The operator of the upcoming Thomson-East Coast Line (TEL) will be the first to run a rail service under a contract similar to the model recently introduced for buses.
The successful bidder will operate the new line for a fixed sum over a fixed period, while the Government collects fare revenue, the Land Transport Authority (LTA) said yesterday. This is identical to the bus contracting model, which was rolled out just last year.
The first ridership contract for TEL will be for a period of nine years, with a possible extension of two. Only the existing rail operators, SMRT Trains and SBS Transit, which are familiar with the local operating context, will be invited to participate in the tender in the first quarter of next year, said LTA.
Although the industry is transitioning to the new rail financing framework (NRFF), LTA has chosen to initially depart from that model in the case of the TEL. Under NRFF, the State takes over the ownership of all fixed and operating assets, while the operators maintain and run the lines, pay a licence charge and earn revenues.
LTA has decided to make an exception in the case of TEL, which it described as the "most complex rail project to date". It said the line, set to be completed by 2024, is being built along with "multiple other projects", such as an interchange with the future Johor Baru-Singapore Rapid Transit System on its northern end, and new connections to Changi Airport on its east.
It added that the line will open in five stages over several years from 2019, and projection of ridership in the initial years will be "much more uncertain and challenging than earlier train lines". Given these risks, a tender under the NRFF might result in bids that are "unfavourable to the Government", said LTA.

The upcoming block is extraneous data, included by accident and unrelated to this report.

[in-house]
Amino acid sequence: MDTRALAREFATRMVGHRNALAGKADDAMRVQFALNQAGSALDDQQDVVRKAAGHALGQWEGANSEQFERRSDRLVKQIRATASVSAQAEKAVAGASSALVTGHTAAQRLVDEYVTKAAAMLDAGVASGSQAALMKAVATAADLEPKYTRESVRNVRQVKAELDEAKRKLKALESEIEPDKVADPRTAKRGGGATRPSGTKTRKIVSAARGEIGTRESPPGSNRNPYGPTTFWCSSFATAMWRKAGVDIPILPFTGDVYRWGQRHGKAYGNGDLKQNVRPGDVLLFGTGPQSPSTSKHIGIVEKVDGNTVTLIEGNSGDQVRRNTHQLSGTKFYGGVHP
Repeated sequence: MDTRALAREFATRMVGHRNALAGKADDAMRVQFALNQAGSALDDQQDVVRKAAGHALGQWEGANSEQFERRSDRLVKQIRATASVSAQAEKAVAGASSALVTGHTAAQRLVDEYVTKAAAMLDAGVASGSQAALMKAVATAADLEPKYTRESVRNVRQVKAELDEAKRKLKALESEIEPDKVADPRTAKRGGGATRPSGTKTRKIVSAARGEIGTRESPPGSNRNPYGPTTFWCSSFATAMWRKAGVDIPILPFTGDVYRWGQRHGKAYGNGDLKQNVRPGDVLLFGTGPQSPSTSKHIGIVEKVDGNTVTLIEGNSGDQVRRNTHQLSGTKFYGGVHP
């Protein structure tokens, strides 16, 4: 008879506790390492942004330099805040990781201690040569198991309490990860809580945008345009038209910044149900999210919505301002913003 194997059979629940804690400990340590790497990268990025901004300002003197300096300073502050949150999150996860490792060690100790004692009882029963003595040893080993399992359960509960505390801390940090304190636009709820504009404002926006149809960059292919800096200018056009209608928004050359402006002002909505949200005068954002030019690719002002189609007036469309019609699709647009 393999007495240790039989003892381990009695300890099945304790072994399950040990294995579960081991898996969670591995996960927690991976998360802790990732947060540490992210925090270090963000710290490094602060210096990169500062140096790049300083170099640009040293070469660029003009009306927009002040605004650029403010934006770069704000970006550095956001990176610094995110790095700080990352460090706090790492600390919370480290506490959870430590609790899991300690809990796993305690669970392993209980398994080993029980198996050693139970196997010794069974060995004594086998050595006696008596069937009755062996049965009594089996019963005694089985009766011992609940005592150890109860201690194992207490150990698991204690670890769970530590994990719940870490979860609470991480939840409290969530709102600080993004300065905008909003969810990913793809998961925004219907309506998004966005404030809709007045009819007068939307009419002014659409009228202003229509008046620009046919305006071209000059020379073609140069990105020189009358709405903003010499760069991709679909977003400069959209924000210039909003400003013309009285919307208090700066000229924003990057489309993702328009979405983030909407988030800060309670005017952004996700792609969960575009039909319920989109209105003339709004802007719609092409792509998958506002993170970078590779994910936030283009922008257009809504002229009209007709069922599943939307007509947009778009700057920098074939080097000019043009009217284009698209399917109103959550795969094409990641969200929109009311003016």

After the first licence for TEL expires, ridership figures would have stabilised, and LTA will "revert to the NRFF for subsequent tenders".
SMRT Trains managing director Lee Ling Wee said the firm "welcomes LTA's decision to call for a limited tender to operate the new TEL".
SBS Transit spokesman Tammy Tan said "we will assess the tender as we do all competitive bids".
SIM University economist Walter Theseira said: "The past model of having for-profit private operators responsible for fare-based profit and loss worked well to concentrate the operators' minds on efficiency. Unfortunately, too much concentration on efficiency, coupled with tight margins due to fare regulation, led to compromises.
"Today's public transport model has swung decisively in the direction of focusing on reliability and quality - but will efficiency be compromised?"
He said this was possible as the Government will now assume revenue risk for the line - the first time it is doing so for a rail contract.
"Commuters will benefit from today's renewed emphasis on quality, but taxpayers may yet pay the cost for this," he noted.